Reinventing the Wheel Today for Tomorrow (#151)

What is the best thing to do for Charlie?

I can’t remember when this question first rolled into my mind and stuck like the refrain of pop song with a semi-catchy beat and overly familiar words. Eight years ago in the fall of 1997 when Charlie had yet to roll over on his own? One year later, late fall of 1998, when the daycare teachers whispered they had “some concerns about Charlie….neurology…..” Summer of 1999–so hot it was that July–when Jim and I read and wondered and fumbled, What do we do?.
So Charlie’s toddler years passed, and so his first experiences in preschool and in school, and so up to today. “What is the best for Charlie?” “Are we doing all we can for Charlie?” These two questions are threaded throughout all of Jim’s and my conversation the whole day through and into the night.

Like so many autism parents, we have read book upon book, article upon article, website upon website. We have gone to conferences. We have waited long hours in waiting rooms for our 50-minute hour with an “expert.” We have asked questions and talked to other parents and gone to support groups and heard speakers and joined email discussion lists. And, most valuable of all if one is to become a real autism expert, we have lived and taught and taken care of Charlie for eight and a half years going on a lifetime.

Today I drove Charlie and my mom down to the town where I, fifteen years ago a shy and awkward girl from California, attended college. The main point of our trip was a toystore where we found several puzzles and games and more while Charlie pulled a train round a trainset. He was uneasy and kept trying to walk out the door. Wanting to sneak in a bit of Christmas shopping for Jim’s niece and nephews, I resolved to walk Charlie to the university store. One elevator ride and he cheered up considerably, I did the shopping, and he found his way to the case with the sodas and chose a diet Sprite.
The soda bottle tucked under his arm, Charlie moseyed his way up the great stone staircase beneath the tower, past where I had dormed for my first two years, and over the front lawn where my graduation was. (We bypassed my favorite spot, just on the other side of any archway: the library, especially the third floor with the rows of Classics books.) I had mentioned “lunch” but he was in no hurry. We went into a non-descript storefront with glass cases gleaming with cakes and Elmo and Cookie Monster cupcakes (Charlie stared wow) and salads and dolmas and pasta. “I didn’t know this was here,” my mom said as we ordered sandwiches. Back in the black car, I turned on a CD and Charlie munched on chips and swigged his soda.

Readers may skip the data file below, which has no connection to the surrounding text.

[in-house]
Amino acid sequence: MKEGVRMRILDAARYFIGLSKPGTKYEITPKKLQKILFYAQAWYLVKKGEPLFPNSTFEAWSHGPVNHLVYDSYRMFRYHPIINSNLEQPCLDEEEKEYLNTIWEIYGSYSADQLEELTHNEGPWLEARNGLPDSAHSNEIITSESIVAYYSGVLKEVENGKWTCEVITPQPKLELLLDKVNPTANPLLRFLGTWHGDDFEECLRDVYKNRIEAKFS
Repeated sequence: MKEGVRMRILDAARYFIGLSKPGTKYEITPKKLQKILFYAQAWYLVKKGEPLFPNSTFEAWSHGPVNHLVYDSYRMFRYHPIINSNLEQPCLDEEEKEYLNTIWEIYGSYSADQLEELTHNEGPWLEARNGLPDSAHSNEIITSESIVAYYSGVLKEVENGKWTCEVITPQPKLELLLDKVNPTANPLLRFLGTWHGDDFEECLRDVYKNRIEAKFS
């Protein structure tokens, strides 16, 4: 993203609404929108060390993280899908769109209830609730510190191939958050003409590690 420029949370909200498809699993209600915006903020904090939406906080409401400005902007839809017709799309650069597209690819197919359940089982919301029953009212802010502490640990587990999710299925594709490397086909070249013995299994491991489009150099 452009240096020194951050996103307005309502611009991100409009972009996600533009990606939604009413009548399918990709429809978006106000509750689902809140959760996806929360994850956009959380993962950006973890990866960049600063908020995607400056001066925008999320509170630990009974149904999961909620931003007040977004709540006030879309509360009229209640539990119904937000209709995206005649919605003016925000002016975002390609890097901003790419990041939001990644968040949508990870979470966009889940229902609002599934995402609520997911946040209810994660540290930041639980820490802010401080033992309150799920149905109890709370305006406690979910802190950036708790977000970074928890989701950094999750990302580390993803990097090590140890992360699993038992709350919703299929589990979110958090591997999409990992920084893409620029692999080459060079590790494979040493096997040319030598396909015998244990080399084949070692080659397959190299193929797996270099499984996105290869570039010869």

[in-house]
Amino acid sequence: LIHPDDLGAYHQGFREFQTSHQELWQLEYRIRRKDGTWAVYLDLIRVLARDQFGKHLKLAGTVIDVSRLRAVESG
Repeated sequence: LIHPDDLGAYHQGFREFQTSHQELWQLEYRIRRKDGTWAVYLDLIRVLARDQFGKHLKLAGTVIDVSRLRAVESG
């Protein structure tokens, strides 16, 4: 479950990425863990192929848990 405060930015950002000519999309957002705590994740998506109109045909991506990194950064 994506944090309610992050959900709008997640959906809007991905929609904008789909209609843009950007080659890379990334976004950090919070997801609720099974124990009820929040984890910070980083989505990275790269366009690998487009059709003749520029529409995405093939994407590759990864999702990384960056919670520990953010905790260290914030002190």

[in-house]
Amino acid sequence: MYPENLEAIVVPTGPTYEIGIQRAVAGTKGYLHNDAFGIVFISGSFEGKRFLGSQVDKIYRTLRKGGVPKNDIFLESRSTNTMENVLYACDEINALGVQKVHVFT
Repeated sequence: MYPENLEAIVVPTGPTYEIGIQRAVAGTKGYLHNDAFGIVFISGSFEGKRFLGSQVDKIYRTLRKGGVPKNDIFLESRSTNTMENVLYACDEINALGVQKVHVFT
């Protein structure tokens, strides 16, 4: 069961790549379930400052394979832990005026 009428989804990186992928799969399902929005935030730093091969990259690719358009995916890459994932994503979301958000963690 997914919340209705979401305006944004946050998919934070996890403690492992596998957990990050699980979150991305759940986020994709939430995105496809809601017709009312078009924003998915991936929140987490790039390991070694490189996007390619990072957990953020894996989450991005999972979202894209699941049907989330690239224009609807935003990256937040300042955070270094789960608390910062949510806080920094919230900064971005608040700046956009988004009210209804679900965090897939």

Back home, he got anxious when he had to wait over an hour for a therapist and knocked two chairs down the stairs and cast himself upon the floor, peeved when I told him to put the chairs back. I pulled open one of the new puzzles and Charlie’s moans subsided as he swiftly put it together. He popped up to greet the therapist, showed off his sight words, and tried out another new toy.

What is the best thing to do for Charlie?

Educational and therapy plans and treatment regimens for kids with autism do need to be individualized according to each of his or her needs. So do we parents labor to show and teach others what our particular, lovely child so needs to learn and grow and thrive. But it also means, however educated we are about the everything of autism, we must always keep reinventing the wheel as we try to build the right road for our son or daughter to walk on. A program that was the best thing one year, one week, may be a shadow of its former self now, and we parents must keep asking the questions of those who educate and of ourselves. Jim and I can dig into the dirt and pour the pavement and pack it down smooth for Charlie, but the road is still his to walk.

And when Charlie stumbles, we are always already there to give him our hands, our hugs, our “you can do it” ‘s, and to reconsider if we are building in the right direction and with the right materials. However heavy his backpack, however puzzled about what he is to do, Charlie always tries and–in our long search for what is best for him–we will always keep trying too, and walking in step with our quiet leader.

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